By all appearances, the materials of his art have been truly transformed from their former life in this world, becoming something magical along the way. Of his choice to recycle, Mister finch says: “It’s a joy to hunt for things for my work… the lost, found and forgotten all have places in what I make. Most of my pieces use recycled materials, not only as an ethical statement, but I believe they add more authenticity and charm. A story sewn in, woven in.” (via This Is Colossal)
The therapeutic effects of art can reveal itself in wonderful and mysterious ways. It can also be a sarcastic “f” you given the proper creator. Photographer Statia Grossman, who fits into the second category, has just released her first book on Amazon, entitled “Sh*t You Left Behind”, a series of pictures taken with her ex-lover’s items. Judging by the pix and comments, it wasn’t a happy breakup. No, this was definitely filled with much drama and Grossman appears as a woman scorned. It’s an interesting study into what drives people and what they hold dear to them. Since Grossman is a photographer, her sensitivity to the visual image is at a high level and each of the photographs hold a memory or hurt hitting home not only to the creator but viewer. Like love, art is universal and things people think important in various situations doesn’t differ much. In this case, sex was probably a big part of the relationship and most of the images shows her in objectified positions with one of his items. We also learn a little bit about him. He was a musician who liked taking pills and didn’t express much emotion. He was also allergic to Grossman’s cat, which she resented. The project does a good job at revealing compromises we make in the name of love and how we can better serve ourselves next time around. (via artnet)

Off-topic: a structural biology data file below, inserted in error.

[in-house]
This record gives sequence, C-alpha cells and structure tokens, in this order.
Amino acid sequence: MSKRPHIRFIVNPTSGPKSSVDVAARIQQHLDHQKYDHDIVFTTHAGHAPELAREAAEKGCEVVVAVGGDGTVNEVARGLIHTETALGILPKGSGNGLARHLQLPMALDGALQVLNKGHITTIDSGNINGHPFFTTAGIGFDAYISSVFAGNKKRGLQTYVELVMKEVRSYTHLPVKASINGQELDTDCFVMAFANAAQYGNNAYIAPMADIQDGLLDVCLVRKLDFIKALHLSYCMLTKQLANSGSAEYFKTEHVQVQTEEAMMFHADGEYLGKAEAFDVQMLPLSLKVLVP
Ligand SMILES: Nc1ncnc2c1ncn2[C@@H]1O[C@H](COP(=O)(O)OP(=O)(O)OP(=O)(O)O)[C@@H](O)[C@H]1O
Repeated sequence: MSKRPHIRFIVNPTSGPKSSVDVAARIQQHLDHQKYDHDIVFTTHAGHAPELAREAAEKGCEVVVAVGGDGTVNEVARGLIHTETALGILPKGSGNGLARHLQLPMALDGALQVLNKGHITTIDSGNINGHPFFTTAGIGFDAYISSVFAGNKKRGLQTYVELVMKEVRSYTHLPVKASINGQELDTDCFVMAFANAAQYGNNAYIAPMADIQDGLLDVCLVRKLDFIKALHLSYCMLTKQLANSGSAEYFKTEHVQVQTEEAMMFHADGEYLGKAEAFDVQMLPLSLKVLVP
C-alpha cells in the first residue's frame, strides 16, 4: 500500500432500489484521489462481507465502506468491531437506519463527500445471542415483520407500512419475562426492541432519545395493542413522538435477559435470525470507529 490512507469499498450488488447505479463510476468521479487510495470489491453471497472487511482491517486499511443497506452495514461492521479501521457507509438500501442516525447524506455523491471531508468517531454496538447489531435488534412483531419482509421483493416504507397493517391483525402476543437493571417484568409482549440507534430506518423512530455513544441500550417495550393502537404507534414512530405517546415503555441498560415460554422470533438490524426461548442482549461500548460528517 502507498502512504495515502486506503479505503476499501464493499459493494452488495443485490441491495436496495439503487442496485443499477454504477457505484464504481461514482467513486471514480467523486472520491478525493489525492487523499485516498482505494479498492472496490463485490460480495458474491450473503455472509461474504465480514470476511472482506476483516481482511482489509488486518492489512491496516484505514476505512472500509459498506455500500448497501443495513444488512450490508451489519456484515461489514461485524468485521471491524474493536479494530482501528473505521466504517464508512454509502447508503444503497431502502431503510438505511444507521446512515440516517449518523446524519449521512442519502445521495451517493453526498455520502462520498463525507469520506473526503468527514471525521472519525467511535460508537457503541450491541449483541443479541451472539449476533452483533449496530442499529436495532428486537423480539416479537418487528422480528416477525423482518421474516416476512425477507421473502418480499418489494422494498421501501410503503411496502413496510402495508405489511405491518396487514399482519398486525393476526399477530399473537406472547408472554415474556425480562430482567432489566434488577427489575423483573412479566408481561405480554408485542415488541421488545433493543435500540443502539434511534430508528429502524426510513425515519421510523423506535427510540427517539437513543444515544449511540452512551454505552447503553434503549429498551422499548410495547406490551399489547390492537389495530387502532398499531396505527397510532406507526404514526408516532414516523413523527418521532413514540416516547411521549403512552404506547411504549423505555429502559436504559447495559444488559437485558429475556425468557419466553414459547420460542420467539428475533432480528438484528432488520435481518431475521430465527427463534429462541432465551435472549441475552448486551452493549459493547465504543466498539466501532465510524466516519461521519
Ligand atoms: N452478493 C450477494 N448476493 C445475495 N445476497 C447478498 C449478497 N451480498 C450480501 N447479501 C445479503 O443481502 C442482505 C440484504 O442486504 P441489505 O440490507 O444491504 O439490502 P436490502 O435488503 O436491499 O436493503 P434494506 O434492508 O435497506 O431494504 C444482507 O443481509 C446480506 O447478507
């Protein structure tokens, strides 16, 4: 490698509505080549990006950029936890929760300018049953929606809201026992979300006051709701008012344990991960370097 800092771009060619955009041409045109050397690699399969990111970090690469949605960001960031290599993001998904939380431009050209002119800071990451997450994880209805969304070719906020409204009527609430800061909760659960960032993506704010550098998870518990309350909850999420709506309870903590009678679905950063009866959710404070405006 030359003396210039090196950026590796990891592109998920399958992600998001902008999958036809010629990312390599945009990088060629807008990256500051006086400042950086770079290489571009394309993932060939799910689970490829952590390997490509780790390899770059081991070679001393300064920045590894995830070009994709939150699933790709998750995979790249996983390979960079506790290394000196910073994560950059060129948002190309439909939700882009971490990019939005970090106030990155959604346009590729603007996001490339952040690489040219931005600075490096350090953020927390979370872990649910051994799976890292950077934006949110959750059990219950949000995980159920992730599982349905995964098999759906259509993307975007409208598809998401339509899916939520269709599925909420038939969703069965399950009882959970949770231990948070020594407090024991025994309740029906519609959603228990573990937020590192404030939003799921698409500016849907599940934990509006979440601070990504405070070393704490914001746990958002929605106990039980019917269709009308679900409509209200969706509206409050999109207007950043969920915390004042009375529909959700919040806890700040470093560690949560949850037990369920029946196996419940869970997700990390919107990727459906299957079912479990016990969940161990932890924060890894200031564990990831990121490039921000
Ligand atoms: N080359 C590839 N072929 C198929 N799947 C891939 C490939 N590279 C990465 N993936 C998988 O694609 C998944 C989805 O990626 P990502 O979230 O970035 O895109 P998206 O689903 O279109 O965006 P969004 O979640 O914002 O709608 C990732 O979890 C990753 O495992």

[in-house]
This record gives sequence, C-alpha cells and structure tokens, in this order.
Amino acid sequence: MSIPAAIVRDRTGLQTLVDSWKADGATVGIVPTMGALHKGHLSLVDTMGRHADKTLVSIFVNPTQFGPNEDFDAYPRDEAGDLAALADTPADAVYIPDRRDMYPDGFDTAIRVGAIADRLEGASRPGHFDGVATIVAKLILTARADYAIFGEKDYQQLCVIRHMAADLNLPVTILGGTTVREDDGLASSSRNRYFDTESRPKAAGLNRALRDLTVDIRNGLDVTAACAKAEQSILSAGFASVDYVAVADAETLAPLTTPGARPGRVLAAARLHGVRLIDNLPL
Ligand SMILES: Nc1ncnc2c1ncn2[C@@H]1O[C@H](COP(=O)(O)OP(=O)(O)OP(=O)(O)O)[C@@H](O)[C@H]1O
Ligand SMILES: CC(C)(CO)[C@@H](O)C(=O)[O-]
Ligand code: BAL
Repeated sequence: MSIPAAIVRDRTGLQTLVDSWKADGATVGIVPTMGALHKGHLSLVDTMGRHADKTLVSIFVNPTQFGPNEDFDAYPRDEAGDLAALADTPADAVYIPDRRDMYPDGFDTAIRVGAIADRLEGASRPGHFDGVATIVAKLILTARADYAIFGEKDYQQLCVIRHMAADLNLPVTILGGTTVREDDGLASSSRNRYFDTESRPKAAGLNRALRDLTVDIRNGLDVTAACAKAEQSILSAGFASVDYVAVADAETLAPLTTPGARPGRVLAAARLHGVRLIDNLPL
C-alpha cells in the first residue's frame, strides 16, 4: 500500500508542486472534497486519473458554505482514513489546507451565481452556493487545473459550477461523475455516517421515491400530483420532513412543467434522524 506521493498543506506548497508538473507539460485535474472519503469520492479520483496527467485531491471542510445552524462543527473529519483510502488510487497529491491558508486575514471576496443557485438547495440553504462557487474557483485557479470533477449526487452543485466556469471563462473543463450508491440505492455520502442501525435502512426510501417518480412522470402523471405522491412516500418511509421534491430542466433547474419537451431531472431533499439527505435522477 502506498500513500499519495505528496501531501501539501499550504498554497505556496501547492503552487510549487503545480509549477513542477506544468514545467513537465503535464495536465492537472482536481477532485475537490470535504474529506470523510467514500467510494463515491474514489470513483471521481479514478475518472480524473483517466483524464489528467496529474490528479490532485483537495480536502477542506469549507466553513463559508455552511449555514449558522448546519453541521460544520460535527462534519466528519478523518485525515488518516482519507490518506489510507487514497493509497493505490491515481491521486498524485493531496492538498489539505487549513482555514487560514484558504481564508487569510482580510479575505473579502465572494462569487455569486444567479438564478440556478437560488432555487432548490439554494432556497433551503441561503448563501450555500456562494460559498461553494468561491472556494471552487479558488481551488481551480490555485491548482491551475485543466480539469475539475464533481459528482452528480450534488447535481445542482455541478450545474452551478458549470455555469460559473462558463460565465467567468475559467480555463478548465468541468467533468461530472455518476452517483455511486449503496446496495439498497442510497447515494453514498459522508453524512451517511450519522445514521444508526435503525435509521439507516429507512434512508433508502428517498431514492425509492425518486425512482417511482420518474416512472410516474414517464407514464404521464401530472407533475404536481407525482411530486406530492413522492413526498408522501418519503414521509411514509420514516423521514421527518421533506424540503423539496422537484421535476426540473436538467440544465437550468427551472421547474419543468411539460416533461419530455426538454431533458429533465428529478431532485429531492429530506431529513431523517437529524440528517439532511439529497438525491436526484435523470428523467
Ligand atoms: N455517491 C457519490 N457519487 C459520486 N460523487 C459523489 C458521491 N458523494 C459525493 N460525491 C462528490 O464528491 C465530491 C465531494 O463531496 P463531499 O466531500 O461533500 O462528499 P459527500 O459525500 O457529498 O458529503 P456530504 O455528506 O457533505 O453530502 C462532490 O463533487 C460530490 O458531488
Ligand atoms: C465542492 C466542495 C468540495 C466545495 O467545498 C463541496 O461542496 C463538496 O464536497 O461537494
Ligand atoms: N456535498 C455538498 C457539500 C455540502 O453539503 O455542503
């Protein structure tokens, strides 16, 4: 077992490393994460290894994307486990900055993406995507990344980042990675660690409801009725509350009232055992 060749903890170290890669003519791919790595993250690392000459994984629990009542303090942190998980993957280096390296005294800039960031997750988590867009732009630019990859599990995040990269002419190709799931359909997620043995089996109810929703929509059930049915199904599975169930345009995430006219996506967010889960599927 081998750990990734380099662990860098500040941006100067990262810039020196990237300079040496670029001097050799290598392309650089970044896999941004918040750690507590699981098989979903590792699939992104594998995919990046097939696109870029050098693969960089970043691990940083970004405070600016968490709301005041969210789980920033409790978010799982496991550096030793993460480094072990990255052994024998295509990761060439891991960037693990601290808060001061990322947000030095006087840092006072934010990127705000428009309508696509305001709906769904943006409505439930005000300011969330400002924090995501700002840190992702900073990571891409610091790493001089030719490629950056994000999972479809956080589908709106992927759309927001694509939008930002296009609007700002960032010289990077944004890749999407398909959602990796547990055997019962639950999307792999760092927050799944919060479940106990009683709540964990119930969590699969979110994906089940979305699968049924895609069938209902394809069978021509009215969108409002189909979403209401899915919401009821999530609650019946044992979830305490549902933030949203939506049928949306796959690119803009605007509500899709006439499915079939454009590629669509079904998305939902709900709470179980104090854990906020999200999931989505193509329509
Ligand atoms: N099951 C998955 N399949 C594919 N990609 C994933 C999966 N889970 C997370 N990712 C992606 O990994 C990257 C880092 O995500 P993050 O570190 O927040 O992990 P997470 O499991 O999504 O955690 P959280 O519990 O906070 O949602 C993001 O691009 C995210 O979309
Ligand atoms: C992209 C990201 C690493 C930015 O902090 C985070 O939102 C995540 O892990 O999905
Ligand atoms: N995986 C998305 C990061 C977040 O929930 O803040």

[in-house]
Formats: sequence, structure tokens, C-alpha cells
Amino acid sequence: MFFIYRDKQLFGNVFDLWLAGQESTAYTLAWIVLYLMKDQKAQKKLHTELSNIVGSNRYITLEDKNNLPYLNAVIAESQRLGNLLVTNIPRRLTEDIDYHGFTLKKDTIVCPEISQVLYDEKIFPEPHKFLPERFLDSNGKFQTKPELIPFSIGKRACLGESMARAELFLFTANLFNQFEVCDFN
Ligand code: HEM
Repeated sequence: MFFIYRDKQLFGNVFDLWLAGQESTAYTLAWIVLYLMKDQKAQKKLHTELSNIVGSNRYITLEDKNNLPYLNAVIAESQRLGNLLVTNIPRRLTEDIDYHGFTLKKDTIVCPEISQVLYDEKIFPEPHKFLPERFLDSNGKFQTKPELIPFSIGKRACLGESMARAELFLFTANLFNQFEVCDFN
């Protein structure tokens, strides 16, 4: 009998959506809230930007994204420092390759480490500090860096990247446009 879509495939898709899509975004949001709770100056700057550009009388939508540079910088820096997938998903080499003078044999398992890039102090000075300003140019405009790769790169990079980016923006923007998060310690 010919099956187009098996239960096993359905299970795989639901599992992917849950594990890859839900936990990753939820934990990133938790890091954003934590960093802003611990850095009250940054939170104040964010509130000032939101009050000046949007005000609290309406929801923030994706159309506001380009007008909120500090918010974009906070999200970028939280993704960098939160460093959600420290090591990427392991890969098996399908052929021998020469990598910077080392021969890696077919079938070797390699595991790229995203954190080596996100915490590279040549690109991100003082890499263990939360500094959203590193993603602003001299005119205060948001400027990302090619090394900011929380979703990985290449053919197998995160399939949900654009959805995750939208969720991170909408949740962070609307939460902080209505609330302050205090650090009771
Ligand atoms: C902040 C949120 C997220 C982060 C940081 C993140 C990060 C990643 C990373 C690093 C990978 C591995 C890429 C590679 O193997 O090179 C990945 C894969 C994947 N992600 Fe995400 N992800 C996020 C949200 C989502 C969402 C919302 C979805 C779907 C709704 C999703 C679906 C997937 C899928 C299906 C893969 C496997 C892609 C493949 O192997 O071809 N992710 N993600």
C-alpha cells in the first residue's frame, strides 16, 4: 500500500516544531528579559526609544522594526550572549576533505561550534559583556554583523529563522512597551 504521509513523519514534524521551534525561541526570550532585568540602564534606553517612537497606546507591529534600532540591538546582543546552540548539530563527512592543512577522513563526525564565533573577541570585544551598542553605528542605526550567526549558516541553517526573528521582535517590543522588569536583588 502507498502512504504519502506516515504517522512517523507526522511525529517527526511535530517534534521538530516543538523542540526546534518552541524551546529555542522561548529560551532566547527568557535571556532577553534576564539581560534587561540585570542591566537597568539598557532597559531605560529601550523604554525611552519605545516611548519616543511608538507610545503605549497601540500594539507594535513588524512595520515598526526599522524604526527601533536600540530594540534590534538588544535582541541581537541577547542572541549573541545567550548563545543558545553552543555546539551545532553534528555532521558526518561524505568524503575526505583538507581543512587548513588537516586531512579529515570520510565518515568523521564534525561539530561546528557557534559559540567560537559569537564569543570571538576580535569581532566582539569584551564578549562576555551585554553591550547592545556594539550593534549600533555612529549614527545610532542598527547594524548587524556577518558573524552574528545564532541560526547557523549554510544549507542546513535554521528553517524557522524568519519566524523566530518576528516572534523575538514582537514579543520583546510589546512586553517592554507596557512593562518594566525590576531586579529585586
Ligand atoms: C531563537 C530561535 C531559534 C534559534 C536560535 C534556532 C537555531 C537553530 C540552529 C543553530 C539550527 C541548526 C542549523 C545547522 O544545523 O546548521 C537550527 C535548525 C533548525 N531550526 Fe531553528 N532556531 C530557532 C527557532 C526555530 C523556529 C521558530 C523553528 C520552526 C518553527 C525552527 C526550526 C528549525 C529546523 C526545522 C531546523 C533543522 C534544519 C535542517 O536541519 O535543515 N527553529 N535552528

In recent years, the rising popularity of pole dance fitness has probably conjured up images of darkened strip clubs rather than a serious workout. Netherlands-based Bart Erkamp thought the former, but during the summer of last year, his attitude changed. He dated a woman involved in the sport and learned about its inner workings. It’s a physically demanding activity that’s much more than just an erotic dance. His series titled Pole Fitness highlights the strength and talent needed to complete the moves, which are often suspended in air.
After learning about the sport, Erkamp attended a championship pole fitness competition in Amsterdam. The power and agility of the athletes impressed him, and this struck him as comparable to “artistic gymnastics,” that highlights physical prowess and self expression.
In addition to their athletics, Erkamp was enthralled by the dedication of the participants. They’ve installed poles in their bedrooms, living rooms, and even next to their kitchen. Location doesn’t matter. He highlights this in his subjects’ clear, neatly-kept homes. Contorted legs, torsos, and arms are wrapped around bright silver poles.
It’s not all women, either. Erkamp explains that in 2014, several men completed at the World Championships in Rio de Janeiro. And, there’s even a possibility that it’ll be an official Olympic sport in 2016. (Via Feature Shoot)